Maybe a teacher once explained to you why literature has things called “themes” that must be studied, but mine never did.
It was strange to me that as the years went by I heard our books described in words that were more and more nebulous until they no longer seemed to point to anything specific that happened in the story. It was even stranger that I had to have an opinion on which vague concept applied best.
To me, Hatchet was the thrilling ordeal of a boy stranded in the wild and struggling to survive with only the most basic hardware. It wasn’t about “dislocation” or “coming of age” or “the will to survive”. It was about the challenges you face if you are lost in the woods with a little axe. My mental picture of the story was all in the details.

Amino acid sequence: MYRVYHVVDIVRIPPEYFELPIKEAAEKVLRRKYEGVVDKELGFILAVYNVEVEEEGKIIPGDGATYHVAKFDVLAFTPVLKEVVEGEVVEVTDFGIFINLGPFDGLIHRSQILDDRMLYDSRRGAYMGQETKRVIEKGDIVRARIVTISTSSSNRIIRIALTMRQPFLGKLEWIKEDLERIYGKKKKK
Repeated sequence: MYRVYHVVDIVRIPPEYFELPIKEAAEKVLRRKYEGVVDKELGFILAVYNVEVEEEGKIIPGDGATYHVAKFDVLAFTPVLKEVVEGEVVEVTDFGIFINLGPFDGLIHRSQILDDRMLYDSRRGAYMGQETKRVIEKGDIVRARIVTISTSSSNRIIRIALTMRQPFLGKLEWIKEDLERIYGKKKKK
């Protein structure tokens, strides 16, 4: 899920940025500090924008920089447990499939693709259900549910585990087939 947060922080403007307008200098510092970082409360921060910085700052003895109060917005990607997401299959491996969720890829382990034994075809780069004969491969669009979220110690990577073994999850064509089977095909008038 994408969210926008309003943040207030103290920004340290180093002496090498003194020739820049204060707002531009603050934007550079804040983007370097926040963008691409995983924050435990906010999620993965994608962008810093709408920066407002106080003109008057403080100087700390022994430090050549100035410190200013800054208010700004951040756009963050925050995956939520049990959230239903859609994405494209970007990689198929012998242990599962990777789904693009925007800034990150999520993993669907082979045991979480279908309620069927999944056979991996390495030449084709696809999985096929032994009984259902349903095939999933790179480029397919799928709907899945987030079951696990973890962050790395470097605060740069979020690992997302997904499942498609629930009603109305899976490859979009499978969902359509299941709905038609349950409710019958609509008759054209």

I couldn’t articulate why it made me uncomfortable to talk about themes. It might not even have stood out in that regard, considering how much of school seemed to be spent memorizing arbitrary things for no discernable reason. But now that I’m older, there’s one fact that particularly stands out when I think about my childhood relationship with literature.
Whenever I loved a story, I couldn’t communicate what I loved about it without launching into a hyperactive synopsis of names and events.